‘Baby-talk’ might not be easy to understand for kids, study finds
Parents may be using “baby-talk” when speaking to infants with the goal of making it easier for babies to understand, but a new Japanese study shows this may have the opposite effect.
Two research teams, one in Japan and one in Paris, published their findings in Psychological Science to determine if mothers do speak more clearly to infants. Researchers in Tokyo recorded 22 Japanese mothers speaking to their children, all 18-24 months, as well as to an experimenter. Over the next five years, researchers analyzed the speech and found when talking to the experimenter, mothers spoke more clearly than when speaking to their babies.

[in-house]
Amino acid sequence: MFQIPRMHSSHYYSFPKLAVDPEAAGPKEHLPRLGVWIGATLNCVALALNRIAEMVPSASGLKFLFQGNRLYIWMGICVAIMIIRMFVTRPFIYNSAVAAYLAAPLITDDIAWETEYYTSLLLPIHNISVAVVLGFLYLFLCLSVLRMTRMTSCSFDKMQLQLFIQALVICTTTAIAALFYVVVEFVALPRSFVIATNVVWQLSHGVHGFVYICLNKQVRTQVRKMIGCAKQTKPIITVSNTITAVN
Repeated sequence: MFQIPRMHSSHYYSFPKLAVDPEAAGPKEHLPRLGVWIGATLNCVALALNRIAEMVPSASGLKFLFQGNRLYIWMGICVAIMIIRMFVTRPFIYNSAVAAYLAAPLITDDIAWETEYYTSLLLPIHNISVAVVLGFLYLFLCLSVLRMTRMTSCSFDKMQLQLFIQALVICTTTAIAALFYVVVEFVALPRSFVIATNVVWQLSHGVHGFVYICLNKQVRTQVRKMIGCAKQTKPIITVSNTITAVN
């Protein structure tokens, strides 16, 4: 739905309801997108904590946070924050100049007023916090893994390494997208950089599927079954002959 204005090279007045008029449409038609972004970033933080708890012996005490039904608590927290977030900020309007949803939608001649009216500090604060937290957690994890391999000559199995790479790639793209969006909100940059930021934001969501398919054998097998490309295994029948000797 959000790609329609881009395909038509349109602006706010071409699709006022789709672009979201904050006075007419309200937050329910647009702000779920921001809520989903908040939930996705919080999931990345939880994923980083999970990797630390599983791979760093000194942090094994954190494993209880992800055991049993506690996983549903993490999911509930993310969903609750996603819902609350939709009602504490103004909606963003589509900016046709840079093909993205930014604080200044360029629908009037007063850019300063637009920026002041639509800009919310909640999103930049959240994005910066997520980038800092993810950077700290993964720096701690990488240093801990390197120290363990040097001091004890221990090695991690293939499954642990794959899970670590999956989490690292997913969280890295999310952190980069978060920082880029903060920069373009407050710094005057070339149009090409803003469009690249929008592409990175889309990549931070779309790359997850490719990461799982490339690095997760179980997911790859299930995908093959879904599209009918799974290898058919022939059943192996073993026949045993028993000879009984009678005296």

The researchers measured the acoustics between two syllables, and looked at the 118 most frequent syllables in the 14 hours of speech.
Whether speaking more clearly boosts language retention has yet to be studied, but the findings do prove that “baby-talk” may not have the effect new parents want.
“This finding is important because it challenges the widespread view that parents do and should hyperarticulate, using very robust data and an analysis based on a study of 10 times as many syllable contrasts as previous work,” says Alejandrina Cristia, a researcher at the Centre National de la Recherche Scientifique in Paris.